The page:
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Journal Cover Journal of Dental, Oral and Craniofacial Epidemiology
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  This is an Open Access Journal Open Access journal
   ISSN (Print) 2325-095X
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  • Dental utilization by children in Hispanic agricultural worker families in

    • Authors: Tracy L Finlayson, Stuart A Gansky, Sara G Shain, Jane A Weintraub
      Abstract: Background:Agricultural worker families encounter multiple barriers to accessing all needed dental care. This study investigated predisposing, enabling, and need factors associated with children’s past year dental utilization among Hispanic agricultural worker families in central California.Methods:Oral health survey and clinical data were collected from families participating in a larger, population-based study in 2006-7. Generalized estimating equation logit regression assessed effects on a dental visit among children aged 0-17 (n=405).  Analyses adjusted for clustering of children in the same household.  Predisposing (socio-demographics), enabling (child’s dental insurance, regular dental care source, caregiver past year dental visit, acculturation level, income, education), and need (caregiver’s oral health rating, perception of cavities, clinically-determined treatment urgency) factors were examined. Results: Half (51%) the children had a past year dental visit, while 23% had never been to a dentist. In the final model, children were less likely to have a past year dental visit if they were foreign-born, male, had caregivers that thought they had cavities or were unsure, and if the dentist recommended treatment ‘at earliest convenience’. Children aged 6-12, with a regular dental care source, and whose caregivers had a recent dentist visit were more likely to have a past year dental visit. Conclusions: Children were more likely to have a past year dental visit if they had a regular source of dental care (OR=4.78, CI=2.51-9.08), and if the caregiver had a past year dental visit (OR=1.88, CI=1.04-3.38). Emphasis should be placed on these two modifiable factors to increase children’s dental utilization.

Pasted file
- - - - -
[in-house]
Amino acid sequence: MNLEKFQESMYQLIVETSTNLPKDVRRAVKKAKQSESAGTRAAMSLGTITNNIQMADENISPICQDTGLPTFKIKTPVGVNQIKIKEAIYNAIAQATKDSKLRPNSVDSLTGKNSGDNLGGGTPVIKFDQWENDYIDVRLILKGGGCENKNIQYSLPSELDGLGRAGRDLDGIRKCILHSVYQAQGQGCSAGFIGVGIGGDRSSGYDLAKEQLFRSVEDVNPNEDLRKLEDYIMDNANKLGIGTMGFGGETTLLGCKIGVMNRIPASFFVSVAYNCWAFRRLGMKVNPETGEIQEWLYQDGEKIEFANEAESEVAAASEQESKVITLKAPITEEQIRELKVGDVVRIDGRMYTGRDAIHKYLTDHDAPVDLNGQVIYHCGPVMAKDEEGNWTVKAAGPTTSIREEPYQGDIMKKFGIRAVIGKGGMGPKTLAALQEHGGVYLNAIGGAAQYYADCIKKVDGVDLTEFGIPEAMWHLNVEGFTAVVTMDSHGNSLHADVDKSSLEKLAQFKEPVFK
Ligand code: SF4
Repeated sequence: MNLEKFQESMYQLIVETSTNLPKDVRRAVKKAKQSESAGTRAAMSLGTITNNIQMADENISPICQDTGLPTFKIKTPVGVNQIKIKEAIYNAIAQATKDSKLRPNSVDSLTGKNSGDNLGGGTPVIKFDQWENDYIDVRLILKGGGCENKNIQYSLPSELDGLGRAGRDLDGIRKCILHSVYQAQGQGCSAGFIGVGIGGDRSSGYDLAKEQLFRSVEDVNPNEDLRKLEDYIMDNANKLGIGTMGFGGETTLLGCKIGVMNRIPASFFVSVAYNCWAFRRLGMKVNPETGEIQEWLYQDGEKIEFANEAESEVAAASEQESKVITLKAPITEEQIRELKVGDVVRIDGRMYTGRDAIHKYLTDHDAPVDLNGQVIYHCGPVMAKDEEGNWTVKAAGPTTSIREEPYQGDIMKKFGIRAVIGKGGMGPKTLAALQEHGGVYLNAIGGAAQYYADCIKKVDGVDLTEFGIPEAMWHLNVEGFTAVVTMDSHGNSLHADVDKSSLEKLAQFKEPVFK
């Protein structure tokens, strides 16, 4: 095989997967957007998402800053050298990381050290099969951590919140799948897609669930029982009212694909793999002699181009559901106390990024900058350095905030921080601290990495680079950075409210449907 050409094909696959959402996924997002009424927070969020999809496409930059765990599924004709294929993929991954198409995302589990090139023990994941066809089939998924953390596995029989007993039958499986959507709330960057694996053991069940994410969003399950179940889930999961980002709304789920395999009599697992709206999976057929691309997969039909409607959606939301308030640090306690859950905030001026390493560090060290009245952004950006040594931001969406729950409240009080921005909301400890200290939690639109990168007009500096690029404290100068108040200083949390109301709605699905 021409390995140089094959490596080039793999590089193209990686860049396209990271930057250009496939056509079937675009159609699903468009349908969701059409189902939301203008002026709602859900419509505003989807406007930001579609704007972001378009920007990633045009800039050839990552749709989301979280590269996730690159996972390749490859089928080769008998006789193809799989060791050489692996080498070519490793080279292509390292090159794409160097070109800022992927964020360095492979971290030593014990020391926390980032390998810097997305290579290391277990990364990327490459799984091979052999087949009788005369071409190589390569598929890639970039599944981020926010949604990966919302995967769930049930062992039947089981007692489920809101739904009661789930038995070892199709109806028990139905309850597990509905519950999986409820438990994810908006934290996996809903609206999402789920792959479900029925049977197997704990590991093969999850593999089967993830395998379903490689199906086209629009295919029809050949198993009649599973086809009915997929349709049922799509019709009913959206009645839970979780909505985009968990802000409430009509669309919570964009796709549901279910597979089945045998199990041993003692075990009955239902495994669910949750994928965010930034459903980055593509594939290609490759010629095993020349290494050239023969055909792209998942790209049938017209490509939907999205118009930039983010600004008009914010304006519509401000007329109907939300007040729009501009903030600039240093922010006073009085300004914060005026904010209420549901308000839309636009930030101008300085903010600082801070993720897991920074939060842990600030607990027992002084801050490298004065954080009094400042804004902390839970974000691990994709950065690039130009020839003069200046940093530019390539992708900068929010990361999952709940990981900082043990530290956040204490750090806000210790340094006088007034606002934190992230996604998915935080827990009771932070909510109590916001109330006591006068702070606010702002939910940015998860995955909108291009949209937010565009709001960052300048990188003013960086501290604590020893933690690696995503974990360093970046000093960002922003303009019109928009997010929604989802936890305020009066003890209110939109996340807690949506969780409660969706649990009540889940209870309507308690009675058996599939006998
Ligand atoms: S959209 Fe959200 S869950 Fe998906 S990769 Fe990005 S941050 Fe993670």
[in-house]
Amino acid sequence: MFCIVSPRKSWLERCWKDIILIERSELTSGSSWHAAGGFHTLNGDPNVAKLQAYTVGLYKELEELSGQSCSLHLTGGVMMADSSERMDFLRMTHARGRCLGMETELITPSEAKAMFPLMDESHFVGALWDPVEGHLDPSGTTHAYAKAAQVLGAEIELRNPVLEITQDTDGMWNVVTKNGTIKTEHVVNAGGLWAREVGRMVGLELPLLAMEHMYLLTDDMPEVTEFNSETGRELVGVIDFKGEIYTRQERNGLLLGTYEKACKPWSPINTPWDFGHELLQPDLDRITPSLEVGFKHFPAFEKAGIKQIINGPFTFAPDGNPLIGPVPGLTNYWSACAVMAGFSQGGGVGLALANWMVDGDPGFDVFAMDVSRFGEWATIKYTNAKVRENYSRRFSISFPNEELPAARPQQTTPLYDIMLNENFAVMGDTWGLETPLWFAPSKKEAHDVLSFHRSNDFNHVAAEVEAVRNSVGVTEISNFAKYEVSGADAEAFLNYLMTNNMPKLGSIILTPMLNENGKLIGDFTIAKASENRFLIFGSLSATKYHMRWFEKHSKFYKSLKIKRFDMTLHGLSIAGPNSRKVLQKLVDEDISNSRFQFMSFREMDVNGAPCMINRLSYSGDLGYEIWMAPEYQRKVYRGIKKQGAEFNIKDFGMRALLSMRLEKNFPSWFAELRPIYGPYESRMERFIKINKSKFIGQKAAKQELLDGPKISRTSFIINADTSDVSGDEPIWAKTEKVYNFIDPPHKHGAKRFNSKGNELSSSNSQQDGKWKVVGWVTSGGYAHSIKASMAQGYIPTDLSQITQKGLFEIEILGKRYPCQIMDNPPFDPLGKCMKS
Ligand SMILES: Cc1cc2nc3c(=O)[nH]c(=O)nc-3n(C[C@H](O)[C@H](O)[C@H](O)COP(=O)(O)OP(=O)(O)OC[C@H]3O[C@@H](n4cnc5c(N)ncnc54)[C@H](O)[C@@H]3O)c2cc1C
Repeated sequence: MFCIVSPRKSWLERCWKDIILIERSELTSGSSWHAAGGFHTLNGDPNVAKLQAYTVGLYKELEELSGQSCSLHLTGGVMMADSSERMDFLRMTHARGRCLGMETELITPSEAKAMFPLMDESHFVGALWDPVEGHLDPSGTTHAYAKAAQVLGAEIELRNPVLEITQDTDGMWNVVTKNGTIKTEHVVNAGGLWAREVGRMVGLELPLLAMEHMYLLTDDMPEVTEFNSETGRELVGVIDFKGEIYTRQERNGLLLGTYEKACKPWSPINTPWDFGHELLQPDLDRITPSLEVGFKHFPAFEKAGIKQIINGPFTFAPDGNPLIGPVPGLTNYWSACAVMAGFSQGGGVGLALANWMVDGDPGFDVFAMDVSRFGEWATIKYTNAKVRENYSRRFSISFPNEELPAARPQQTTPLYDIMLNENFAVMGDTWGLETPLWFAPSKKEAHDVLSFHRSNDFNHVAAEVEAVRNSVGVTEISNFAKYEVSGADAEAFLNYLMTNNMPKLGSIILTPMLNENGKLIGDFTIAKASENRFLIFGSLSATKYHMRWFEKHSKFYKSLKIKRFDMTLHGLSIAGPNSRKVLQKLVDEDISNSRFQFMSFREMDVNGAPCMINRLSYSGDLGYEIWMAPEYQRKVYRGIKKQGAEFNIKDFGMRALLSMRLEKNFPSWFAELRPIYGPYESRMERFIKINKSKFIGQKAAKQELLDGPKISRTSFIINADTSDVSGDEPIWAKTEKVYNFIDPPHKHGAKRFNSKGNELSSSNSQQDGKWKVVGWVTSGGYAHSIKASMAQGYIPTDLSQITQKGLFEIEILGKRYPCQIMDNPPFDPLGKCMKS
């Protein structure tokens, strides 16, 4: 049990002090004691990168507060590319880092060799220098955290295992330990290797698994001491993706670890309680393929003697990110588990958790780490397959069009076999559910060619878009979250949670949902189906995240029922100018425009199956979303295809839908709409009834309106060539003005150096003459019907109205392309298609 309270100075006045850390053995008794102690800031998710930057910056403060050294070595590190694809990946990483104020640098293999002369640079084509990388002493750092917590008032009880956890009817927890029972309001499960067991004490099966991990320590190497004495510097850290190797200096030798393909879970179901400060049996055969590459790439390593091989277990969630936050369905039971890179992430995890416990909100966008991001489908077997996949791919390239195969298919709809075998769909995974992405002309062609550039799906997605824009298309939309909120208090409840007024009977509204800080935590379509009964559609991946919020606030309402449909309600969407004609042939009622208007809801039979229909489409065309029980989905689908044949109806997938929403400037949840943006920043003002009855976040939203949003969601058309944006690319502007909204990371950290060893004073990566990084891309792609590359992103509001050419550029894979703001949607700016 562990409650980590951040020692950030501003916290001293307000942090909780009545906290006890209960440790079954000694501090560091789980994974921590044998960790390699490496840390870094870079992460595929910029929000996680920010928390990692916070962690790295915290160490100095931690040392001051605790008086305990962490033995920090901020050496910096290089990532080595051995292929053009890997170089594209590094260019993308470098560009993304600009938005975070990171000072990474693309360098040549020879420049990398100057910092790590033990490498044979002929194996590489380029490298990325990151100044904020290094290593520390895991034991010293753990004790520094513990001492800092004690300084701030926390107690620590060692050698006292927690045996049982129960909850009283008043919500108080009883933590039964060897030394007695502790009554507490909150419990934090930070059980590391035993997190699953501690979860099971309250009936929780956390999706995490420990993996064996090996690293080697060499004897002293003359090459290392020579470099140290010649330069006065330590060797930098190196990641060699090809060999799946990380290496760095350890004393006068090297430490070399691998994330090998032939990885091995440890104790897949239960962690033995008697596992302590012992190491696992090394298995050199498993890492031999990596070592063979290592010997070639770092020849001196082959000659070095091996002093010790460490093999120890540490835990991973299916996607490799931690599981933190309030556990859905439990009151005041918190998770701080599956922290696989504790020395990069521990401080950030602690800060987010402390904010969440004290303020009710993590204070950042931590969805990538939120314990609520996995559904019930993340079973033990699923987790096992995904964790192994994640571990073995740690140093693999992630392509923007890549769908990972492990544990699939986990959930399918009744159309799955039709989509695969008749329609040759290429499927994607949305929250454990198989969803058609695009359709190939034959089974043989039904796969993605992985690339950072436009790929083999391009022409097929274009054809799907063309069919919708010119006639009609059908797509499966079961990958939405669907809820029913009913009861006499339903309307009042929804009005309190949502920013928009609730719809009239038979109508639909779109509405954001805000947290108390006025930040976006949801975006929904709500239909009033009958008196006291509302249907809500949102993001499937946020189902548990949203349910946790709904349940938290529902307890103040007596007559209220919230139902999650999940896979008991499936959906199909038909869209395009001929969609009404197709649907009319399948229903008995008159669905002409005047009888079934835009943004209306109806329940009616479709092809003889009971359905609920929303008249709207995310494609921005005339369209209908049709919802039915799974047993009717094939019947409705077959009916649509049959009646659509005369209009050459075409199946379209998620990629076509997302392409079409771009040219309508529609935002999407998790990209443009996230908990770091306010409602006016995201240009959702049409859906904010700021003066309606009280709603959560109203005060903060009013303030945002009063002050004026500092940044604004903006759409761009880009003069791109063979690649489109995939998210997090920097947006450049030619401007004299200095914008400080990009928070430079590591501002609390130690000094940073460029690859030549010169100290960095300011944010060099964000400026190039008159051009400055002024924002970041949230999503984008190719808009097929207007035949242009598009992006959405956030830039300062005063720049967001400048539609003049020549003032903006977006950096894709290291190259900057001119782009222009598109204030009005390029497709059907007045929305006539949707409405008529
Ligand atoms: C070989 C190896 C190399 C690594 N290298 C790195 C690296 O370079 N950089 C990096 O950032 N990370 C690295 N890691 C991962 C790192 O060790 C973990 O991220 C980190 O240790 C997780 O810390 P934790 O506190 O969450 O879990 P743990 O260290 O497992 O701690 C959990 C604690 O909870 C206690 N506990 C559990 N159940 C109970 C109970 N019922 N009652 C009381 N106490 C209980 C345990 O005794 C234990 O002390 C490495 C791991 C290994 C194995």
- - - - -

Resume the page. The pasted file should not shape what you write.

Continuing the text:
PubDate: 2014-07-31
      Issue No: Vol. 2 (2014)
  • Getting Back on Track!

    • Authors: Amit Chattopadhyay
      PubDate: 2014-07-01
      Issue No: Vol. 2 (2014)
  • The misuse of meta-analysis of studies in a dental journal

    • Authors: Yong-Geun Choi, Steven E Eckert